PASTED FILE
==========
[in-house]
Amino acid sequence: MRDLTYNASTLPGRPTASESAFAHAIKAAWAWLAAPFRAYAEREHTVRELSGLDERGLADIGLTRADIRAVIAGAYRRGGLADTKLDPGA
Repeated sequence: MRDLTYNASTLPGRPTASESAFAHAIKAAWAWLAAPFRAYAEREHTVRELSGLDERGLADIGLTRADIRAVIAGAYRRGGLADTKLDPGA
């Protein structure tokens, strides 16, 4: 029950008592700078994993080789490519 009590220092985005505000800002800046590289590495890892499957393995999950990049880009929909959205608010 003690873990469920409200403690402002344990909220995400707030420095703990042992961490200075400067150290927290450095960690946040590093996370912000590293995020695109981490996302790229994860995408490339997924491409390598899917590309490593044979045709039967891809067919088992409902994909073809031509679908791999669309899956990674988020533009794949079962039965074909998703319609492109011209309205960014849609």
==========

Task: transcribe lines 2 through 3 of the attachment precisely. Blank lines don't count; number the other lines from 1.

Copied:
Amino acid sequence: MRDLTYNASTLPGRPTASESAFAHAIKAAWAWLAAPFRAYAEREHTVRELSGLDERGLADIGLTRADIRAVIAGAYRRGGLADTKLDPGA
Repeated sequence: MRDLTYNASTLPGRPTASESAFAHAIKAAWAWLAAPFRAYAEREHTVRELSGLDERGLADIGLTRADIRAVIAGAYRRGGLADTKLDPGA